The Museum of Modern Art has acquired Christian Marclay’s 24-hour ode to cinema, The Clock, according to a press release. The Clock, which debuted in New York last winter after a hugely successful run at London’s White Cube, came in an edition of six. Each one has either already sold to a major museum, or is in the contracting process, according to Paula Cooper Gallery, which represents Mr. Marclay in New York.
The Clock is a 24-hour montage in real time, constructed out of thousands of excerpts from cinematic history that express the passing of time. In other words, when a clock says 4:00pm in the film (Robert Redford hitting a home-run and shattering a scoreboard clock in The Natural), it is 4:00pm Eastern Standard Time in real life. The piece was celebrated by critics and audiences, who lined up in the cold to watch the film, many of them staying for several hours.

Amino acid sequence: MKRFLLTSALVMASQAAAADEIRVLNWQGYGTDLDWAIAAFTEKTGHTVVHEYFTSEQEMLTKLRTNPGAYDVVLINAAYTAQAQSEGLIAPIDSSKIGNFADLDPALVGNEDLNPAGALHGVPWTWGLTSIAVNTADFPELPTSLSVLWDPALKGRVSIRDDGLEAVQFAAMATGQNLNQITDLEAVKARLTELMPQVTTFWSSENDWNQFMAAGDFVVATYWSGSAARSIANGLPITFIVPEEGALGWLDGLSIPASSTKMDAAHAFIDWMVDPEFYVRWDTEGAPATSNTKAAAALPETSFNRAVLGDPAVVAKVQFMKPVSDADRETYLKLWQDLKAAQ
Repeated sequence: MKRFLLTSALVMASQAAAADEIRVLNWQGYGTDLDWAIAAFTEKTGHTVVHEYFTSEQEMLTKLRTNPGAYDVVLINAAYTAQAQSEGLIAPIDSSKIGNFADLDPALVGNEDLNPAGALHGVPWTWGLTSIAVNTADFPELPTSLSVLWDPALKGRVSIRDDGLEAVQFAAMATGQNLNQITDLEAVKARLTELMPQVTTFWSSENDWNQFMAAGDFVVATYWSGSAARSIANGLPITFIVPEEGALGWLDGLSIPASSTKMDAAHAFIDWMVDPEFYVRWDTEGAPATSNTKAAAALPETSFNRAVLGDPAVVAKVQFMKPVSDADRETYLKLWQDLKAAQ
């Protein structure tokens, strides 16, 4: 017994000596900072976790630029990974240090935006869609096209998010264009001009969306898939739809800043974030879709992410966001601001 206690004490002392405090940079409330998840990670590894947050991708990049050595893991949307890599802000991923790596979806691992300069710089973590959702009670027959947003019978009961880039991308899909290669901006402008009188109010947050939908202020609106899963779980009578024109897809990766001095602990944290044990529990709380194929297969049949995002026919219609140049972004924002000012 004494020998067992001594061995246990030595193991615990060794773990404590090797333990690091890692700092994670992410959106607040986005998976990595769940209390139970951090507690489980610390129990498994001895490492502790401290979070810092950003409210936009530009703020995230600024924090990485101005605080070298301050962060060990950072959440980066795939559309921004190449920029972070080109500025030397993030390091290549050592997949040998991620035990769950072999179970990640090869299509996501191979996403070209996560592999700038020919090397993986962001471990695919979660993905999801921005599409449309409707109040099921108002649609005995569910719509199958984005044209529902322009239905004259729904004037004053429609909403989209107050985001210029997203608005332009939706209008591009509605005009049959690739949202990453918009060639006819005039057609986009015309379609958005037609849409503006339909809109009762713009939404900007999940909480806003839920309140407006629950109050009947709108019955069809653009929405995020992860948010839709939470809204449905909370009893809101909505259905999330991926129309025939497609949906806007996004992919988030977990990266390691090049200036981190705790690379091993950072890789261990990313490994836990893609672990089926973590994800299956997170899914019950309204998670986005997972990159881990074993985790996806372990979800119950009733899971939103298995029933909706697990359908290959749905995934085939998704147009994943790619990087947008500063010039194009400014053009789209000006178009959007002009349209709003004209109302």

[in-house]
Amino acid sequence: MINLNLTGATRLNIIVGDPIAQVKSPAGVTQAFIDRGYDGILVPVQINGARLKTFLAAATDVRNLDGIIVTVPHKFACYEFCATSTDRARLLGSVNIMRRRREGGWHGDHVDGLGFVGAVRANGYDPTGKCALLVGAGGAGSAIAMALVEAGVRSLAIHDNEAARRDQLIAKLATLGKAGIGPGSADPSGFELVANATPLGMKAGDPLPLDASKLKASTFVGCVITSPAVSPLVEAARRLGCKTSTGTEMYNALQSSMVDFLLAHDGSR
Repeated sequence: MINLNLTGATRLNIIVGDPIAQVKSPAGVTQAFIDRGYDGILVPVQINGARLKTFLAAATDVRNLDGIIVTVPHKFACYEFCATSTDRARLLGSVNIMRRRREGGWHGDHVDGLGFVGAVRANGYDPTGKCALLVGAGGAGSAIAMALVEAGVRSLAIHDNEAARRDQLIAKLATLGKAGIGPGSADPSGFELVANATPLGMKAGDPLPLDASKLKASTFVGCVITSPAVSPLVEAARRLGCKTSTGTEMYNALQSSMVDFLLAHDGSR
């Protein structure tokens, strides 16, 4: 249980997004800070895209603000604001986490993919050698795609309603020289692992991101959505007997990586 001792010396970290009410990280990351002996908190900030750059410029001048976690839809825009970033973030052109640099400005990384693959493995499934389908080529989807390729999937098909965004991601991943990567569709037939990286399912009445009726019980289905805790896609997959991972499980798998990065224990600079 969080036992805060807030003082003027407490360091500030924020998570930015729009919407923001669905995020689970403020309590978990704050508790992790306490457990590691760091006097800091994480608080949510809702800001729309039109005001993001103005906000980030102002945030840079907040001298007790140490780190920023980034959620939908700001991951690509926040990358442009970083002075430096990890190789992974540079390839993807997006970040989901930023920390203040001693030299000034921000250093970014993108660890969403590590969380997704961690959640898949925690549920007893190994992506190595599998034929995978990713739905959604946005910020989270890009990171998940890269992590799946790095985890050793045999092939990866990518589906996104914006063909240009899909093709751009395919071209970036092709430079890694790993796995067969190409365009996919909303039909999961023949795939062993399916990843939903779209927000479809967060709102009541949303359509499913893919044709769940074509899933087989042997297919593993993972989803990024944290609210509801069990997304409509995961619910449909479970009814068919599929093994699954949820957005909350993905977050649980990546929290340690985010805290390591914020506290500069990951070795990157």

“With his magnum opus The Clock, Marclay highlights the virtuosity of sampling and remixing as contemporary methods that underline the importance of editing as a highly creative process,” Sabine Breitwieser, chief curator of media and performance at MoMA, said in a statement.
MoMA will announce its plans to exhibit The Clock at a later date. These things take time.